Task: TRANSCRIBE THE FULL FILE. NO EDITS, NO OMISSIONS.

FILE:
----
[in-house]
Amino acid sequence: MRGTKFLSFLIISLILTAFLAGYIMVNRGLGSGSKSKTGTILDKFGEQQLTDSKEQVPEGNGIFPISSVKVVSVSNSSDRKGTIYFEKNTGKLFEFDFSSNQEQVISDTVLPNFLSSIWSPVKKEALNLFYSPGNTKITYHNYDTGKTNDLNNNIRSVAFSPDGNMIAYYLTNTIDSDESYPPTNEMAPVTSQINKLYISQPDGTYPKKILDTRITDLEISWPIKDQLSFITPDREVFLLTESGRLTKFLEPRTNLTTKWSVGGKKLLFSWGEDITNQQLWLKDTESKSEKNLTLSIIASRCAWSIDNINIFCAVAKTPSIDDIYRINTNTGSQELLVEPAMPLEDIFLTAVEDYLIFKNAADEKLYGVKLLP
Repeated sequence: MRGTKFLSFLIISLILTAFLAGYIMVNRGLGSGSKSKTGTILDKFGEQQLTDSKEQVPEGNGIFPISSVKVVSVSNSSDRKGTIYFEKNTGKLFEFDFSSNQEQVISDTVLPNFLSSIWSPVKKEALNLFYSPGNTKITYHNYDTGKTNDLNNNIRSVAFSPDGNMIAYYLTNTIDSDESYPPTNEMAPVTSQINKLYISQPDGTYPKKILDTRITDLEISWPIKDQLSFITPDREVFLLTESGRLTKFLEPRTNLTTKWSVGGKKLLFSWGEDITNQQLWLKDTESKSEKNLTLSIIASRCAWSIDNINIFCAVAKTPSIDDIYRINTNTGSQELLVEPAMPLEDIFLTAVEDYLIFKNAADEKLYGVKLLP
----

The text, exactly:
[in-house]
Amino acid sequence: MRGTKFLSFLIISLILTAFLAGYIMVNRGLGSGSKSKTGTILDKFGEQQLTDSKEQVPEGNGIFPISSVKVVSVSNSSDRKGTIYFEKNTGKLFEFDFSSNQEQVISDTVLPNFLSSIWSPVKKEALNLFYSPGNTKITYHNYDTGKTNDLNNNIRSVAFSPDGNMIAYYLTNTIDSDESYPPTNEMAPVTSQINKLYISQPDGTYPKKILDTRITDLEISWPIKDQLSFITPDREVFLLTESGRLTKFLEPRTNLTTKWSVGGKKLLFSWGEDITNQQLWLKDTESKSEKNLTLSIIASRCAWSIDNINIFCAVAKTPSIDDIYRINTNTGSQELLVEPAMPLEDIFLTAVEDYLIFKNAADEKLYGVKLLP
Repeated sequence: MRGTKFLSFLIISLILTAFLAGYIMVNRGLGSGSKSKTGTILDKFGEQQLTDSKEQVPEGNGIFPISSVKVVSVSNSSDRKGTIYFEKNTGKLFEFDFSSNQEQVISDTVLPNFLSSIWSPVKKEALNLFYSPGNTKITYHNYDTGKTNDLNNNIRSVAFSPDGNMIAYYLTNTIDSDESYPPTNEMAPVTSQINKLYISQPDGTYPKKILDTRITDLEISWPIKDQLSFITPDREVFLLTESGRLTKFLEPRTNLTTKWSVGGKKLLFSWGEDITNQQLWLKDTESKSEKNLTLSIIASRCAWSIDNINIFCAVAKTPSIDDIYRINTNTGSQELLVEPAMPLEDIFLTAVEDYLIFKNAADEKLYGVKLLP